Dr. Hohner (Karloff), theatre physician at the Vienna Royal Theatre, murders his mistress, the star soprano when his jealousy drives him to the point of mad obsession. Ten years later, another young singer (Foster) reminds Hohner of the late diva, and his old mania kicks in. Hohner wants to prevent her from singing for anyone but him, even if it means silencing her forever. The singer's fiancée (Bey) rushes to save her in the film's climax. Written by
Stephen Cooke <firstname.lastname@example.org>
This film was shot on the lavish sets created for Phantom of the Opera (1943) in an attempt to recoup the large budget of that film. The opera house set had been built for the original The Phantom of the Opera (1925) starring Lon Chaney, and this extraordinary set still exists on the Universal Studios lot. It is the oldest surviving movie set in the world. See more »
In the rehearsal sequence in which Angela loses her voice at the sight of Dr. Hohner, she closes her mouth a split second before the playback of her voice stops. See more »
You don't want to ruin that voice, do you? It isn't yours, remember? Now tell me, whose voice is it?... Tell me!
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This film was the first one to star Boris Karloff that was in color. As such, it illustrates that to be the first of anything is meaningless if the film lacks coherence, intelligence, and a decent script. The plot begins by taking the viewers into an old theater, where Karloff is shown coming night after night. He has the sympathies of the staff of the theater. It seems that ten years earlier he was engaged to the prima donna singer at the theater, and they were to get married. But on the night before the marriage she vanished, and he - broken hearted (apparently) - has returned every night ever since as though waiting for her.
Now this could have been the start of an intriguing film. Unfortunately the scriptwriters did not see fit to leave the audience tantalized by Karloff's apparent tragedy. Instead, he falls asleep in his chair and we see his subconscious revealing what happened. The prima donna broke off the wedding in a bitter argument, and Karloff killed her (but as they were alone, he was able to hide the body and cover his tracks). So instead of playing with audience support for Karloff, the script writers show he is up to his typical evil roles.
The only one who suspects that Karloff is not what he seems is Gale Sondergaard - she remembers what her former mistress was like that night, and there were signs that she was uncertain about the wedding. But she never had anything concrete to work with.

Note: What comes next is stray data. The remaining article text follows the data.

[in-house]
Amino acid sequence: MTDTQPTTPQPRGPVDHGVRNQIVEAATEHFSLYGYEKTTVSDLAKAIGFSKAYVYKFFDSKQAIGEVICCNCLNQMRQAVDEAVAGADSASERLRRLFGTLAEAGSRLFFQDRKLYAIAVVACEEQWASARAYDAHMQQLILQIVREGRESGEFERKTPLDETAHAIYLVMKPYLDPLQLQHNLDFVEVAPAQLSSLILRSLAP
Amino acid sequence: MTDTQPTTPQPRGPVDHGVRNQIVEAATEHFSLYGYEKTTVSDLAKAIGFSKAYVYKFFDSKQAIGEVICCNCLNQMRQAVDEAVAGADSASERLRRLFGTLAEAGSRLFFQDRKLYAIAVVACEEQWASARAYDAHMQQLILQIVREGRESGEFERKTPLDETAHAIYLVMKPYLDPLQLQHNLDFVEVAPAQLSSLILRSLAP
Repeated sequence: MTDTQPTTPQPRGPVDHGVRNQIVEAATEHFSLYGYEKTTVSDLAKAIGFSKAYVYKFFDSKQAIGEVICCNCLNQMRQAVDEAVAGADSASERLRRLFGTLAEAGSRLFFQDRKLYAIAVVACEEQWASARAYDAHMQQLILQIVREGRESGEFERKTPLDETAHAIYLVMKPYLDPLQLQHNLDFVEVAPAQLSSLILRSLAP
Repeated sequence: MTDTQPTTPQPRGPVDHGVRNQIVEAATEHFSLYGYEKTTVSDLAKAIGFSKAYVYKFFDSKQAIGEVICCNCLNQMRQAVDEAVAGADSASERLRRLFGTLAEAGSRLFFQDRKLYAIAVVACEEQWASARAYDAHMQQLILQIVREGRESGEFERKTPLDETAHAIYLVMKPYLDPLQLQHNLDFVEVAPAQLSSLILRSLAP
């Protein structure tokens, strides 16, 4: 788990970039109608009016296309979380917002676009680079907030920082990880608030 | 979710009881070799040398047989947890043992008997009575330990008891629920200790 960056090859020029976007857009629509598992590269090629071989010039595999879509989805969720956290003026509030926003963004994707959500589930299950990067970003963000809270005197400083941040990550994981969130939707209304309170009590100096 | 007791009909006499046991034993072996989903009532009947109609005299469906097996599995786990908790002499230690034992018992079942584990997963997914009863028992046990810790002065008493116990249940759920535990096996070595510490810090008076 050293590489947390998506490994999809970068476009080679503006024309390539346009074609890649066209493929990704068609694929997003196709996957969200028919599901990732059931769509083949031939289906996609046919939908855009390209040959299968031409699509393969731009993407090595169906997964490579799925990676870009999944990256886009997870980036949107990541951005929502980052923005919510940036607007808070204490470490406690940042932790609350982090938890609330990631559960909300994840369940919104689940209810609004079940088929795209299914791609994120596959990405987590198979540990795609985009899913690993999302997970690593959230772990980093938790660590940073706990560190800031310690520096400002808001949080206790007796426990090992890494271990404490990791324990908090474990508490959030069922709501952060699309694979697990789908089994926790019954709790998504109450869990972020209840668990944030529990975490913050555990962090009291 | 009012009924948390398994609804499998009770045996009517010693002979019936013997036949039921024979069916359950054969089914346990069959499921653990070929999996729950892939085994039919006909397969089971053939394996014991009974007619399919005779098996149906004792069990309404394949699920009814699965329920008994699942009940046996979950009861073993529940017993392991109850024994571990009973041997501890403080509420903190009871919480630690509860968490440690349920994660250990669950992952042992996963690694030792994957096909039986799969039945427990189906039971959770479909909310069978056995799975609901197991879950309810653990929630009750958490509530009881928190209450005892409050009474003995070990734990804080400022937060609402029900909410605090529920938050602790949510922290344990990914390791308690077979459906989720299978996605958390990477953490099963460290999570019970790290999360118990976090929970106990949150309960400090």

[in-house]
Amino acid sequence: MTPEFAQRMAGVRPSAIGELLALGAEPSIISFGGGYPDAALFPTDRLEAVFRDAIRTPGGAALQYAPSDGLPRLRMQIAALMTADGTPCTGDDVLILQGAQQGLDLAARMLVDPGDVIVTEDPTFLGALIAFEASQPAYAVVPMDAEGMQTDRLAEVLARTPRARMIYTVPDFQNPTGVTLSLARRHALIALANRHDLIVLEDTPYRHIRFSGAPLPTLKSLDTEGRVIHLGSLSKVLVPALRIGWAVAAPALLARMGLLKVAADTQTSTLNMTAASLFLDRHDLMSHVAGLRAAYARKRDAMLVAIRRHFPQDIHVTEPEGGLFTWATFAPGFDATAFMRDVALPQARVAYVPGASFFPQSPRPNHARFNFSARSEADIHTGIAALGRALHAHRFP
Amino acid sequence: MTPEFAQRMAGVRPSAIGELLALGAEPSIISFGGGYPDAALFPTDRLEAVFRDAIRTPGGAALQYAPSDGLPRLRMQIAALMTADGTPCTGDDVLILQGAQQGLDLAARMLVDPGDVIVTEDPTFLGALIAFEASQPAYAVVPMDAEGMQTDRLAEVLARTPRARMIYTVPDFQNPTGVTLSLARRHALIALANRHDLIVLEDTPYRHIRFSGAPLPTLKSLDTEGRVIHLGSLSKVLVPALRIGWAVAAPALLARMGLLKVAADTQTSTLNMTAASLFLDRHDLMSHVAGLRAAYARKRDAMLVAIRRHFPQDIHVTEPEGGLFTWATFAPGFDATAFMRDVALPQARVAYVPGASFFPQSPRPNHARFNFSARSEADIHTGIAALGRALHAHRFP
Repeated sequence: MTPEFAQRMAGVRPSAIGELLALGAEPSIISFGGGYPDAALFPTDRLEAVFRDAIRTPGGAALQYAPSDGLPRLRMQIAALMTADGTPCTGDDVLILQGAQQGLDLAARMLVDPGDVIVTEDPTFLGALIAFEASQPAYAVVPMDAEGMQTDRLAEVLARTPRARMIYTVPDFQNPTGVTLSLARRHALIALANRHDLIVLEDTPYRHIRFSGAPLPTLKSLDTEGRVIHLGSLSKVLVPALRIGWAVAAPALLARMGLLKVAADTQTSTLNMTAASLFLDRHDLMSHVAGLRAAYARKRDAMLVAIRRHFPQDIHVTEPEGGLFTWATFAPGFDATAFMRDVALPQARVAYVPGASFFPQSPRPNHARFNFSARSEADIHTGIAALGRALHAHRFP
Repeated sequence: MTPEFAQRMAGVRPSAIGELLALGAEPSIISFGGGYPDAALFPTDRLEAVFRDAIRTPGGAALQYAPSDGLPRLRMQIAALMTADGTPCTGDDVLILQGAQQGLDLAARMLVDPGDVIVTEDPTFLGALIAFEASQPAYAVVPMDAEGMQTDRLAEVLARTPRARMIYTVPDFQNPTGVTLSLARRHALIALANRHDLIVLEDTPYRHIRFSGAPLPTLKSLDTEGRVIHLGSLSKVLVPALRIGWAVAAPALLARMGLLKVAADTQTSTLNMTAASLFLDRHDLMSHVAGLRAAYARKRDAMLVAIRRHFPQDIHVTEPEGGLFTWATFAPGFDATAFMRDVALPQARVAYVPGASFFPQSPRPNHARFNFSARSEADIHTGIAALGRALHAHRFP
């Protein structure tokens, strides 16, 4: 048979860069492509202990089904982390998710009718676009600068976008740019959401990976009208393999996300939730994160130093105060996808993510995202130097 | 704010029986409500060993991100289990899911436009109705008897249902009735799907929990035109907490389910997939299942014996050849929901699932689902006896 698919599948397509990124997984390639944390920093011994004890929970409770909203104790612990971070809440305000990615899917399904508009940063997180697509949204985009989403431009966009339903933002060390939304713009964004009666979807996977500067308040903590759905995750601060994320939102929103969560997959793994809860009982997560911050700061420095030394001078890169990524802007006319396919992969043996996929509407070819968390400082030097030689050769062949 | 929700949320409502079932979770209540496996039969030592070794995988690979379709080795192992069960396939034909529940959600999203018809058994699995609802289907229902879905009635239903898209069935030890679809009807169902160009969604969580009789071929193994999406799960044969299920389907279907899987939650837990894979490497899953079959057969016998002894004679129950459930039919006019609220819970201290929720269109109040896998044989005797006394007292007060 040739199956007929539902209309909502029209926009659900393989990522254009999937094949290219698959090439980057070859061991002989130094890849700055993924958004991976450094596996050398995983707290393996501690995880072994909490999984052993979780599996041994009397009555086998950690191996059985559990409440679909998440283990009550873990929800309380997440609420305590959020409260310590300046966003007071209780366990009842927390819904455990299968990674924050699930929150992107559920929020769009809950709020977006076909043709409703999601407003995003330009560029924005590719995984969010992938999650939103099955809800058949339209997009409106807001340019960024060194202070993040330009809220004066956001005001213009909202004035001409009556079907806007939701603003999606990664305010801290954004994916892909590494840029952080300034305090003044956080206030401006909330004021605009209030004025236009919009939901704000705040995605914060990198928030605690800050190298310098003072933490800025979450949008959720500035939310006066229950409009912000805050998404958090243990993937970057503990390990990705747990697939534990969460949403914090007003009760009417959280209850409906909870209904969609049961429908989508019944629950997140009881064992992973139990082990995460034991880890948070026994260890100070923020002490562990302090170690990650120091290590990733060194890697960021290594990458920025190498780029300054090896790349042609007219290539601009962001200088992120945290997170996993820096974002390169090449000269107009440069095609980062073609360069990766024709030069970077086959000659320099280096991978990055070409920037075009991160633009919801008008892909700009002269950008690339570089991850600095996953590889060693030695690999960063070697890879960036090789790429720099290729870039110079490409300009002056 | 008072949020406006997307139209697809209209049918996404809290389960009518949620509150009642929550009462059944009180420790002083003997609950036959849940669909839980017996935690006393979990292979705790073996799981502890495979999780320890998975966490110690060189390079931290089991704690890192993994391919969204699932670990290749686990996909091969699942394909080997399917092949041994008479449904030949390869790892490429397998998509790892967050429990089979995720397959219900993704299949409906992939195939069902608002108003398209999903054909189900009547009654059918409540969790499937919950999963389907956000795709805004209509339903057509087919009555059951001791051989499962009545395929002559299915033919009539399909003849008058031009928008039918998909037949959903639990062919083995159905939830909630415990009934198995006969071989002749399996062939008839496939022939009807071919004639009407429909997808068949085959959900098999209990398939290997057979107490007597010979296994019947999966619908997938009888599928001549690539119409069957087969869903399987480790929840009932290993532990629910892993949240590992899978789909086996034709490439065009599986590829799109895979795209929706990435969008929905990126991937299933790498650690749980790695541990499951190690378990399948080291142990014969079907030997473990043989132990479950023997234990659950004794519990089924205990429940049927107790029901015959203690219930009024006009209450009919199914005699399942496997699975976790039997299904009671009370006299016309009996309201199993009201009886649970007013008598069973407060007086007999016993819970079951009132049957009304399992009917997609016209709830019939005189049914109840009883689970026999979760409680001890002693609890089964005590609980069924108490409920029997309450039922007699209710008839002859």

The theater impresario is Thomas Gomez. One of his musicians/composers (Turhan Bey) is interested in furthering the career of a new singer, Susannah Foster, whom he is dating. Gomez is willing to put her on. But Karloff, who is the theater's doctor, sees Foster (who reminds him of the dead prima donna). Fixed on her, he decides to pursue her (although she is increasingly frightened of him).
This is the set-up for the plot, and how it eventually leads to the revelation of the fate of the dead woman. It is a tired plot, mostly because there is little chemistry between Foster and Karloff (although that is not a fatal flaw - he is fixed on her, she need not show any type of fascination towards him). Sondergaard is wasted (occasionally, as the film progresses, she reveals her suspicions). Gomez, normally a considerably good villain himself, plays his jovial side as the impresario. As for Turhan Bey, he shows great interest in Foster - and she is shown singing in one of his new operettas (the music of which is a steal from Schubert's Marche Militaire).
The end result is that the viewer is not deeply interested (after awhile) in the fates of these characters. Even when Karloff (at one point) knocks out Ludwig Stossel, our lack of interest in the "little old wine maker" actor prevents us getting too concerned (Ludwig recovers by the way). Given that the film was supplied with a grade A film gloss (by using color stock) it is ironic that the whole effect is basically thrown away. It does not help matters, to the fans of Boris Karloff, that one year after this color-film flop, he gave one of his greatest performances in Val Lewton's THE BODY SNATCHER as Grey the Coachman - in a black and white film with a meaty script. Instead of Technicolor, the production people should have concentrated on good writing and plotting. I will give it a "3" only because it is visually good, but otherwise it was a waste of time and money.
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